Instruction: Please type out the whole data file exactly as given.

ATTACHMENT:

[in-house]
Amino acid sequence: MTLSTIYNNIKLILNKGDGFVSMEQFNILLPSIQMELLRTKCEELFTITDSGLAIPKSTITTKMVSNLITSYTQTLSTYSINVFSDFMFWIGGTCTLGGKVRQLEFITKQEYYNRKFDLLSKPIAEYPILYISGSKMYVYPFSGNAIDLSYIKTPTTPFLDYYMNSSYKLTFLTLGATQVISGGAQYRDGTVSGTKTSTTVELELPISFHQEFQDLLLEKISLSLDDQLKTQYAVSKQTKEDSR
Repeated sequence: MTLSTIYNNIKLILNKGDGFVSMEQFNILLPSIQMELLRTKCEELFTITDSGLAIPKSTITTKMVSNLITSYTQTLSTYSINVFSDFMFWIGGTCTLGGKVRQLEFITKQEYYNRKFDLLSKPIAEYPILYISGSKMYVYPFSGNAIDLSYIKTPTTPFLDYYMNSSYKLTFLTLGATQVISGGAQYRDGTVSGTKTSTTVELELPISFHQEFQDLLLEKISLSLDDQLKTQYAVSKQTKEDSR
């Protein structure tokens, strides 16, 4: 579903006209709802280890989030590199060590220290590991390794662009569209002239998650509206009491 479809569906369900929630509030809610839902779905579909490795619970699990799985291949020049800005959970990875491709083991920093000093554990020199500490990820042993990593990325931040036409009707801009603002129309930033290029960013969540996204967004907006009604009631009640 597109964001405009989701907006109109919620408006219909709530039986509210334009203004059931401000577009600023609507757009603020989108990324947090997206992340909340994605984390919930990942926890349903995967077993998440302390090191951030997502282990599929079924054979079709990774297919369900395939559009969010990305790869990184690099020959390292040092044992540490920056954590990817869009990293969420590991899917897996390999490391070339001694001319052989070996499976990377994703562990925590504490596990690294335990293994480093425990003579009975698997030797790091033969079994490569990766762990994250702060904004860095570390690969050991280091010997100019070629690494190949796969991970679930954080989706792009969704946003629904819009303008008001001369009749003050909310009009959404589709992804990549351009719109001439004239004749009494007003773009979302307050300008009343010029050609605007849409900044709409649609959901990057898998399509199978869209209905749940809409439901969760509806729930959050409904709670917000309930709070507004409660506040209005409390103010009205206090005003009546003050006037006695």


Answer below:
[in-house]
Amino acid sequence: MTLSTIYNNIKLILNKGDGFVSMEQFNILLPSIQMELLRTKCEELFTITDSGLAIPKSTITTKMVSNLITSYTQTLSTYSINVFSDFMFWIGGTCTLGGKVRQLEFITKQEYYNRKFDLLSKPIAEYPILYISGSKMYVYPFSGNAIDLSYIKTPTTPFLDYYMNSSYKLTFLTLGATQVISGGAQYRDGTVSGTKTSTTVELELPISFHQEFQDLLLEKISLSLDDQLKTQYAVSKQTKEDSR
Repeated sequence: MTLSTIYNNIKLILNKGDGFVSMEQFNILLPSIQMELLRTKCEELFTITDSGLAIPKSTITTKMVSNLITSYTQTLSTYSINVFSDFMFWIGGTCTLGGKVRQLEFITKQEYYNRKFDLLSKPIAEYPILYISGSKMYVYPFSGNAIDLSYIKTPTTPFLDYYMNSSYKLTFLTLGATQVISGGAQYRDGTVSGTKTSTTVELELPISFHQEFQDLLLEKISLSLDDQLKTQYAVSKQTKEDSR
């Protein structure tokens, strides 16, 4: 579903006209709802280890989030590199060590220290590991390794662009569209002239998650509206009491 479809569906369900929630509030809610839902779905579909490795619970699990799985291949020049800005959970990875491709083991920093000093554990020199500490990820042993990593990325931040036409009707801009603002129309930033290029960013969540996204967004907006009604009631009640 597109964001405009989701907006109109919620408006219909709530039986509210334009203004059931401000577009600023609507757009603020989108990324947090997206992340909340994605984390919930990942926890349903995967077993998440302390090191951030997502282990599929079924054979079709990774297919369900395939559009969010990305790869990184690099020959390292040092044992540490920056954590990817869009990293969420590991899917897996390999490391070339001694001319052989070996499976990377994703562990925590504490596990690294335990293994480093425990003579009975698997030797790091033969079994490569990766762990994250702060904004860095570390690969050991280091010997100019070629690494190949796969991970679930954080989706792009969704946003629904819009303008008001001369009749003050909310009009959404589709992804990549351009719109001439004239004749009494007003773009979302307050300008009343010029050609605007849409900044709409649609959901990057898998399509199978869209209905749940809409439901969760509806729930959050409904709670917000309930709070507004409660506040209005409390103010009205206090005003009546003050006037006695």